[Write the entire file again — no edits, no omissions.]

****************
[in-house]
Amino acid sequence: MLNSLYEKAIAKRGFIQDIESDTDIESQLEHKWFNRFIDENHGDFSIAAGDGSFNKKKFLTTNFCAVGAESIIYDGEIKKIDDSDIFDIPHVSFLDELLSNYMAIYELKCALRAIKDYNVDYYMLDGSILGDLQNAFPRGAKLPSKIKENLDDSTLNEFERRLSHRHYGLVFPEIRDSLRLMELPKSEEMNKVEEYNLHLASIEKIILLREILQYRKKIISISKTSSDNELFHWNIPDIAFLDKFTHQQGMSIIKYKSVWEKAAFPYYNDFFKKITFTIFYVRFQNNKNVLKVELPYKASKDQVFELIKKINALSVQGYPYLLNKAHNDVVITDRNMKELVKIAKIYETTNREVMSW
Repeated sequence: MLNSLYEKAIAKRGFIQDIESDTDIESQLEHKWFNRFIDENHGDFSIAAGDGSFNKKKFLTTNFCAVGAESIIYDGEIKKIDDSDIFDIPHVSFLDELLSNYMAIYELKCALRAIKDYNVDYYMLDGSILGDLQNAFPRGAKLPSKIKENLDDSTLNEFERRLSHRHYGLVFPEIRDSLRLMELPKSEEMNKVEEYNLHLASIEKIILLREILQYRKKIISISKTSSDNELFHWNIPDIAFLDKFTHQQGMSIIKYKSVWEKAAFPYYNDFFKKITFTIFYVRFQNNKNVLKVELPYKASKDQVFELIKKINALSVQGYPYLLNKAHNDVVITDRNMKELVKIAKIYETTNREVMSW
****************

[in-house]
Amino acid sequence: MLNSLYEKAIAKRGFIQDIESDTDIESQLEHKWFNRFIDENHGDFSIAAGDGSFNKKKFLTTNFCAVGAESIIYDGEIKKIDDSDIFDIPHVSFLDELLSNYMAIYELKCALRAIKDYNVDYYMLDGSILGDLQNAFPRGAKLPSKIKENLDDSTLNEFERRLSHRHYGLVFPEIRDSLRLMELPKSEEMNKVEEYNLHLASIEKIILLREILQYRKKIISISKTSSDNELFHWNIPDIAFLDKFTHQQGMSIIKYKSVWEKAAFPYYNDFFKKITFTIFYVRFQNNKNVLKVELPYKASKDQVFELIKKINALSVQGYPYLLNKAHNDVVITDRNMKELVKIAKIYETTNREVMSW
Repeated sequence: MLNSLYEKAIAKRGFIQDIESDTDIESQLEHKWFNRFIDENHGDFSIAAGDGSFNKKKFLTTNFCAVGAESIIYDGEIKKIDDSDIFDIPHVSFLDELLSNYMAIYELKCALRAIKDYNVDYYMLDGSILGDLQNAFPRGAKLPSKIKENLDDSTLNEFERRLSHRHYGLVFPEIRDSLRLMELPKSEEMNKVEEYNLHLASIEKIILLREILQYRKKIISISKTSSDNELFHWNIPDIAFLDKFTHQQGMSIIKYKSVWEKAAFPYYNDFFKKITFTIFYVRFQNNKNVLKVELPYKASKDQVFELIKKINALSVQGYPYLLNKAHNDVVITDRNMKELVKIAKIYETTNREVMSW